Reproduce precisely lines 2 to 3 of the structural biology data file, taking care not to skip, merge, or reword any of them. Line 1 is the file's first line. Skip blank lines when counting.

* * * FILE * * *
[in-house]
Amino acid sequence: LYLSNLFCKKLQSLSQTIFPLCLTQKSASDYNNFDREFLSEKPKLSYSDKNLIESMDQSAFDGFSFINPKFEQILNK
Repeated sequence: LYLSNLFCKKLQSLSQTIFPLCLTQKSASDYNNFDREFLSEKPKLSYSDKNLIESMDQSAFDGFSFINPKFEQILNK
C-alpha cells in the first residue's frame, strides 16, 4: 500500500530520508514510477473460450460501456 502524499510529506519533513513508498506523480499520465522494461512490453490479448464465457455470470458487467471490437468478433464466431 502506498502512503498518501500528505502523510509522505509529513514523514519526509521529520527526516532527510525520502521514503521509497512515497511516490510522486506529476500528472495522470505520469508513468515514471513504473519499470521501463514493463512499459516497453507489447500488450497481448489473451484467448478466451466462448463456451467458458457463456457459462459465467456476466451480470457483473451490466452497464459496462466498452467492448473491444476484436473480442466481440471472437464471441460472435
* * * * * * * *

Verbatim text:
Amino acid sequence: LYLSNLFCKKLQSLSQTIFPLCLTQKSASDYNNFDREFLSEKPKLSYSDKNLIESMDQSAFDGFSFINPKFEQILNK
Repeated sequence: LYLSNLFCKKLQSLSQTIFPLCLTQKSASDYNNFDREFLSEKPKLSYSDKNLIESMDQSAFDGFSFINPKFEQILNK